Biology Chapter 14 Objectives

Biology Chapter 14 Objectives - Chapter 14 Mendel and the...

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Chapter 14 Mendel and the Gene Idea Gregor Mendel’s Discoveries 1. Mendel’s particulate mechanism differed from the blending theory of inheritance, since it is the gene idea. According to his model, parents pass on discrete heritable units, genes, that retain their separate identities in offspring. This is different from the blending hypothesis, which is the idea that genetic material contributed by the two parents mix. 2. True-breeding refers to plants that produce offspring of the same variety when they self-pollinate. Hybridization is the mating or crossing of two true-breeding varieties. A monohybrid cross crosses two organisms that are heterozygous with respect to a single gene off interest. The P generation is the true-breeding parents, which are the parental generation. The F 1 generation, the first filial generation, is the hybrid offspring, and allowing the F 1 hybrids to self-pollinate produces an F2 generation, the second filial generation. 3. There are four components of Mendel’s hypothesis that led him to deduce the law of segregation. First, alternative versions of genes account for variations in inherited characters. The alterative versions of a gene are now called alleles. Second, for each character, an organism inherits two alleles, one from each parent. Each somatic cell in a diploid organism has two sets of chromosomes, one set inherited from each parent. Thus, a genetic locus is actually represented twice in a diploid cell. Third, if the two alleles at a locus differ, then one, the dominant allele, determines the organism’s appearance; the other, the recessive allele, has no noticeable effect on the organism’s appearance. The final part of Mendel’s model, now known as the law of segregation, states that the two alleles for a heritable character separate during gamete formation and end up in different gametes. Thus, an egg or a sperm gets only of the two alleles that are present in the somatic cells of the organism. This segregation corresponds to the distribution of homologous chromosomes to different gametes in meiosis. 5.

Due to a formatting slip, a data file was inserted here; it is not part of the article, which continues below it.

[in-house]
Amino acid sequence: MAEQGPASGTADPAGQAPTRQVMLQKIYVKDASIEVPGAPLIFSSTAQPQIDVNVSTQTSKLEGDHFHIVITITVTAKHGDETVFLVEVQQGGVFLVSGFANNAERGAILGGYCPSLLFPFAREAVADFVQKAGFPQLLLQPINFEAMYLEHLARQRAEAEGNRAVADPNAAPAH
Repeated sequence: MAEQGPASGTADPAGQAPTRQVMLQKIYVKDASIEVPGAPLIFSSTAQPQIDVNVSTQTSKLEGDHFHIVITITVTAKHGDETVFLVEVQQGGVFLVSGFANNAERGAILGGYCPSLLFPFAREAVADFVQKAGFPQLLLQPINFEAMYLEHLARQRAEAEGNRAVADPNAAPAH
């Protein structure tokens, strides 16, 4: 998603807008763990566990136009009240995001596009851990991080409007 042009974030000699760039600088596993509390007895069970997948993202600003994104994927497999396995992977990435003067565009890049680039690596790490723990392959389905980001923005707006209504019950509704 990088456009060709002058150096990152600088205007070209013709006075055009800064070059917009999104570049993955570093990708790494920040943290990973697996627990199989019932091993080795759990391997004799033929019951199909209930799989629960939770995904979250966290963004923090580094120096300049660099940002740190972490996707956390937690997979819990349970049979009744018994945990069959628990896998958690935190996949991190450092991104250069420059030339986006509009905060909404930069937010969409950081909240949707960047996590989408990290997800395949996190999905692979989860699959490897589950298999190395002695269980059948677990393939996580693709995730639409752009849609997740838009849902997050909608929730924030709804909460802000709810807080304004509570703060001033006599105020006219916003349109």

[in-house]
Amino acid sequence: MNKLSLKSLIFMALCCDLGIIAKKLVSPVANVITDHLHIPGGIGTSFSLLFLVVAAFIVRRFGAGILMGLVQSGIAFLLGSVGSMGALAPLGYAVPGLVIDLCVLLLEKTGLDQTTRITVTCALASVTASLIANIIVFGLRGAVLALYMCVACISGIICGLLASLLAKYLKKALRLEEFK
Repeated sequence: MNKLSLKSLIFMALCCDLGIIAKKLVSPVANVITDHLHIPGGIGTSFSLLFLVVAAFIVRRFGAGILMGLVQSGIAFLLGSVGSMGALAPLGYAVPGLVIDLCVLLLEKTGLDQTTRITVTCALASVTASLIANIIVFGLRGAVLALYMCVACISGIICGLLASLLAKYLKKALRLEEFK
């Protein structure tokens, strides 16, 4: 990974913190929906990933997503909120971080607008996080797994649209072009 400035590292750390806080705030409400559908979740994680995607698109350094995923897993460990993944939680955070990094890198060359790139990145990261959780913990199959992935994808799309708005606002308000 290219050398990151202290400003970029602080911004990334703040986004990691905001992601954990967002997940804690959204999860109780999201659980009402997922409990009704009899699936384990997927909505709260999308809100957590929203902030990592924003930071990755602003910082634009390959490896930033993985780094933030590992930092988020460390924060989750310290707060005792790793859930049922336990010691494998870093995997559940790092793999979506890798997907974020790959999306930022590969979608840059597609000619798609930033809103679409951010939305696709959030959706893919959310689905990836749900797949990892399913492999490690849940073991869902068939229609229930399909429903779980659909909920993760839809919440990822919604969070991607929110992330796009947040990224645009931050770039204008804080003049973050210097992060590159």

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This note was uploaded on 08/29/2009 for the course BIOL 101 taught by Professor Sakji during the Fall '08 term at Linn Tech.

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Biology Chapter 14 Objectives - Chapter 14 Mendel and the...

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